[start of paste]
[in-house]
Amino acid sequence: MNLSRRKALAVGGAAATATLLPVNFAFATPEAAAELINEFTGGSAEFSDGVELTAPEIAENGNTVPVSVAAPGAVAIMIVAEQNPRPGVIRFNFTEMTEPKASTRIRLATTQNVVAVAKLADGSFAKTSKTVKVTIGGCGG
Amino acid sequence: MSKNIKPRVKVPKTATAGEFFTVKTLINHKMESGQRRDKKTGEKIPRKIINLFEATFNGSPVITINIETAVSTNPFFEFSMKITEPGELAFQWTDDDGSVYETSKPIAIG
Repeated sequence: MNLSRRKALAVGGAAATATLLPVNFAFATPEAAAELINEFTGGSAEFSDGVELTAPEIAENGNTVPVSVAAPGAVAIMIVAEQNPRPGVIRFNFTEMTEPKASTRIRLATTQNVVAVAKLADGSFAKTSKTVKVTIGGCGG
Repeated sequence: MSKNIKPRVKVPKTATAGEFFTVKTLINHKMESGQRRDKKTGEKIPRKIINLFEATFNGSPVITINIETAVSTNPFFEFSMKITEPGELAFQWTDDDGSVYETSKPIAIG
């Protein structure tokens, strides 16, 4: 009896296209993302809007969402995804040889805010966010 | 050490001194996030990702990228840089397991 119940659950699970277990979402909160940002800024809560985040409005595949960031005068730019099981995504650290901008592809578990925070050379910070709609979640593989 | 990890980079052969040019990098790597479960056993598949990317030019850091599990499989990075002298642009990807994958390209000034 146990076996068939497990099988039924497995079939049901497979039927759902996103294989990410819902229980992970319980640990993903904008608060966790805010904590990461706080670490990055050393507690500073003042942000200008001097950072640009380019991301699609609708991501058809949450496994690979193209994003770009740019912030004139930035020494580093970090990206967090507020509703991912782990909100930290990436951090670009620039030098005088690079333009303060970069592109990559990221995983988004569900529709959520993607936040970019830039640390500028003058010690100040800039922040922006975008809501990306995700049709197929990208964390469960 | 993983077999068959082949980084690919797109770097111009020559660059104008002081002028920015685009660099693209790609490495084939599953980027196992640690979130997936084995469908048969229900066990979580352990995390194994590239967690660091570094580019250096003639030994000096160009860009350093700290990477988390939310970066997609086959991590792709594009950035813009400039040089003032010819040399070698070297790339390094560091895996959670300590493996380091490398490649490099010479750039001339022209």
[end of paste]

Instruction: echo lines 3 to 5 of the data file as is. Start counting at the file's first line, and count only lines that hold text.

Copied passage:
Amino acid sequence: MSKNIKPRVKVPKTATAGEFFTVKTLINHKMESGQRRDKKTGEKIPRKIINLFEATFNGSPVITINIETAVSTNPFFEFSMKITEPGELAFQWTDDDGSVYETSKPIAIG
Repeated sequence: MNLSRRKALAVGGAAATATLLPVNFAFATPEAAAELINEFTGGSAEFSDGVELTAPEIAENGNTVPVSVAAPGAVAIMIVAEQNPRPGVIRFNFTEMTEPKASTRIRLATTQNVVAVAKLADGSFAKTSKTVKVTIGGCGG
Repeated sequence: MSKNIKPRVKVPKTATAGEFFTVKTLINHKMESGQRRDKKTGEKIPRKIINLFEATFNGSPVITINIETAVSTNPFFEFSMKITEPGELAFQWTDDDGSVYETSKPIAIG